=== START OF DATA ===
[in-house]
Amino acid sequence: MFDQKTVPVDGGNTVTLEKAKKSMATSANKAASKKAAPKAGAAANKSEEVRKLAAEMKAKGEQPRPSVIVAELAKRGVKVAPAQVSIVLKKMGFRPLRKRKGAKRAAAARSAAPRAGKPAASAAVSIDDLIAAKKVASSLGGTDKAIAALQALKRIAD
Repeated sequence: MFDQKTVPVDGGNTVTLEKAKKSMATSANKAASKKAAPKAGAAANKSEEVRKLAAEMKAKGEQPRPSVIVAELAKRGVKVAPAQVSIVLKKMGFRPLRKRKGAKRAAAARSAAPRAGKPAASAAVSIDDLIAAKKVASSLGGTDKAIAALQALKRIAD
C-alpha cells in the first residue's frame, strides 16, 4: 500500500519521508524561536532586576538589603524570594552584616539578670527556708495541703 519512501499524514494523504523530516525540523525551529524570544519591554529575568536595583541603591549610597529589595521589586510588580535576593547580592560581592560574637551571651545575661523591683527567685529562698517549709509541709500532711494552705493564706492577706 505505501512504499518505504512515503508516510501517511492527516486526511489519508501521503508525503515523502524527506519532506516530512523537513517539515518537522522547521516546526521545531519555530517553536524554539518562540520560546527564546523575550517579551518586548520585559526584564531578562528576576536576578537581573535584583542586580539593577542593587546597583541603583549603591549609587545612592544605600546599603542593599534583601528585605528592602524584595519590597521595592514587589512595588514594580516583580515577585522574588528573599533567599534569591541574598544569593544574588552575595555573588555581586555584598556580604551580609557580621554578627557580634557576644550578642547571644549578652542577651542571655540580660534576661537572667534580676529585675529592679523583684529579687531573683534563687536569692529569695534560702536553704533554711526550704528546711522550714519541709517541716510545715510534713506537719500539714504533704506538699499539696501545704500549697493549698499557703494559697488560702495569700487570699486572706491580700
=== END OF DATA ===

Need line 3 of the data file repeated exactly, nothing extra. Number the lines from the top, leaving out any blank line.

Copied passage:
Repeated sequence: MFDQKTVPVDGGNTVTLEKAKKSMATSANKAASKKAAPKAGAAANKSEEVRKLAAEMKAKGEQPRPSVIVAELAKRGVKVAPAQVSIVLKKMGFRPLRKRKGAKRAAAARSAAPRAGKPAASAAVSIDDLIAAKKVASSLGGTDKAIAALQALKRIAD